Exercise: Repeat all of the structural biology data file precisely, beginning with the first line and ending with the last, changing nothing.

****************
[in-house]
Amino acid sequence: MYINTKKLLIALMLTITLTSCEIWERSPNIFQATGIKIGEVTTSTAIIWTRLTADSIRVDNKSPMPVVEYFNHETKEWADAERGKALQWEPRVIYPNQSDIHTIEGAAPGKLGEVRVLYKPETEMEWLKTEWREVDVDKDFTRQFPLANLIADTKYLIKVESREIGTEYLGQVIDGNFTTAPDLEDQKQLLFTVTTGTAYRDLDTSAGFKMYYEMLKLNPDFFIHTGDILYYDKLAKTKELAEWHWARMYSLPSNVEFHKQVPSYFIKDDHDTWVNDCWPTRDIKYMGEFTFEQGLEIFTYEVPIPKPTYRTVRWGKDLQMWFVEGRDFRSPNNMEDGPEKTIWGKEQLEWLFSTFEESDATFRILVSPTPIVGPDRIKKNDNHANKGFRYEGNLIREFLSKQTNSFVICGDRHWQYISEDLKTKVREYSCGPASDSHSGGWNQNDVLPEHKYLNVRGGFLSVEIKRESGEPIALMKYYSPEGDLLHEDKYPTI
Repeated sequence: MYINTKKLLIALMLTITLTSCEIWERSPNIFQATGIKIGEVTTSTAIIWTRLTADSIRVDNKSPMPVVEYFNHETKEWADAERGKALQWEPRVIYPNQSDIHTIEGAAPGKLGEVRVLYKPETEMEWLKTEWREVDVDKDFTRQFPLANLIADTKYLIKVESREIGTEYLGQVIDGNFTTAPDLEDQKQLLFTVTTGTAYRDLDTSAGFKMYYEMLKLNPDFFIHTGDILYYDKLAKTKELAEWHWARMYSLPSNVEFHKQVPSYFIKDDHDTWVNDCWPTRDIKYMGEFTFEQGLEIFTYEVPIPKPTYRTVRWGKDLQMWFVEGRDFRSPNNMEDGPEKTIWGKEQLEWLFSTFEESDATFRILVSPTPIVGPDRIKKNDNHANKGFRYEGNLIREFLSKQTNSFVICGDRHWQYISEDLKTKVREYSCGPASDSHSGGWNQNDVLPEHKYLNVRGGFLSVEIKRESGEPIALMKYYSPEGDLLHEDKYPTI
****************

[in-house]
Amino acid sequence: MYINTKKLLIALMLTITLTSCEIWERSPNIFQATGIKIGEVTTSTAIIWTRLTADSIRVDNKSPMPVVEYFNHETKEWADAERGKALQWEPRVIYPNQSDIHTIEGAAPGKLGEVRVLYKPETEMEWLKTEWREVDVDKDFTRQFPLANLIADTKYLIKVESREIGTEYLGQVIDGNFTTAPDLEDQKQLLFTVTTGTAYRDLDTSAGFKMYYEMLKLNPDFFIHTGDILYYDKLAKTKELAEWHWARMYSLPSNVEFHKQVPSYFIKDDHDTWVNDCWPTRDIKYMGEFTFEQGLEIFTYEVPIPKPTYRTVRWGKDLQMWFVEGRDFRSPNNMEDGPEKTIWGKEQLEWLFSTFEESDATFRILVSPTPIVGPDRIKKNDNHANKGFRYEGNLIREFLSKQTNSFVICGDRHWQYISEDLKTKVREYSCGPASDSHSGGWNQNDVLPEHKYLNVRGGFLSVEIKRESGEPIALMKYYSPEGDLLHEDKYPTI
Repeated sequence: MYINTKKLLIALMLTITLTSCEIWERSPNIFQATGIKIGEVTTSTAIIWTRLTADSIRVDNKSPMPVVEYFNHETKEWADAERGKALQWEPRVIYPNQSDIHTIEGAAPGKLGEVRVLYKPETEMEWLKTEWREVDVDKDFTRQFPLANLIADTKYLIKVESREIGTEYLGQVIDGNFTTAPDLEDQKQLLFTVTTGTAYRDLDTSAGFKMYYEMLKLNPDFFIHTGDILYYDKLAKTKELAEWHWARMYSLPSNVEFHKQVPSYFIKDDHDTWVNDCWPTRDIKYMGEFTFEQGLEIFTYEVPIPKPTYRTVRWGKDLQMWFVEGRDFRSPNNMEDGPEKTIWGKEQLEWLFSTFEESDATFRILVSPTPIVGPDRIKKNDNHANKGFRYEGNLIREFLSKQTNSFVICGDRHWQYISEDLKTKVREYSCGPASDSHSGGWNQNDVLPEHKYLNVRGGFLSVEIKRESGEPIALMKYYSPEGDLLHEDKYPTI